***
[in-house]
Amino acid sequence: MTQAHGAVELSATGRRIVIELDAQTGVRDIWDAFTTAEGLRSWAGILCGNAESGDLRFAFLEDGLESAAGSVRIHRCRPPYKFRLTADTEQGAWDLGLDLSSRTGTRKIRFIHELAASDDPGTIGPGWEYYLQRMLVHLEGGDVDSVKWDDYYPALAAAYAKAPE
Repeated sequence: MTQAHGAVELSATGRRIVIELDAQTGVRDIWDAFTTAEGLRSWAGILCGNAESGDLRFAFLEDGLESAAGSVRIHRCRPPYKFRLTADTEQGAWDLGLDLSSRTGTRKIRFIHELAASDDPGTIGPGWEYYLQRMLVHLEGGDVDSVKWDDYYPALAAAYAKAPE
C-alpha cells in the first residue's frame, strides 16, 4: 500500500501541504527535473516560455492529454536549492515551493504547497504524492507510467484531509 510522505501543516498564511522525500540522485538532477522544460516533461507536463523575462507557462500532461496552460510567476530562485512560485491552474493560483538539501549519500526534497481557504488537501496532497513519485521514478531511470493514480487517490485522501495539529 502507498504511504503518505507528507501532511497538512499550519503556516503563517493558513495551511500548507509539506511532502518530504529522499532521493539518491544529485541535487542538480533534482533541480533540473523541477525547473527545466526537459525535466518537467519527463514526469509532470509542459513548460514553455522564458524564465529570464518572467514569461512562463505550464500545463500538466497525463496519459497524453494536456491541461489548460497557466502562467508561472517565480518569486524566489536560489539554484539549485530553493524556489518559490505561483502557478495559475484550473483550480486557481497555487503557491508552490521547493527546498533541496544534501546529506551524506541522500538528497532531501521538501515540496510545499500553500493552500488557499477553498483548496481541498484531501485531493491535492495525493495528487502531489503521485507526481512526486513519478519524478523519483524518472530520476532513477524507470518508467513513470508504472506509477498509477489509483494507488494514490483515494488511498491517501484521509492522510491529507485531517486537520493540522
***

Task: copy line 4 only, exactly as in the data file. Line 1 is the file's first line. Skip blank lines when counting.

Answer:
C-alpha cells in the first residue's frame, strides 16, 4: 500500500501541504527535473516560455492529454536549492515551493504547497504524492507510467484531509 510522505501543516498564511522525500540522485538532477522544460516533461507536463523575462507557462500532461496552460510567476530562485512560485491552474493560483538539501549519500526534497481557504488537501496532497513519485521514478531511470493514480487517490485522501495539529 502507498504511504503518505507528507501532511497538512499550519503556516503563517493558513495551511500548507509539506511532502518530504529522499532521493539518491544529485541535487542538480533534482533541480533540473523541477525547473527545466526537459525535466518537467519527463514526469509532470509542459513548460514553455522564458524564465529570464518572467514569461512562463505550464500545463500538466497525463496519459497524453494536456491541461489548460497557466502562467508561472517565480518569486524566489536560489539554484539549485530553493524556489518559490505561483502557478495559475484550473483550480486557481497555487503557491508552490521547493527546498533541496544534501546529506551524506541522500538528497532531501521538501515540496510545499500553500493552500488557499477553498483548496481541498484531501485531493491535492495525493495528487502531489503521485507526481512526486513519478519524478523519483524518472530520476532513477524507470518508467513513470508504472506509477498509477489509483494507488494514490483515494488511498491517501484521509492522510491529507485531517486537520493540522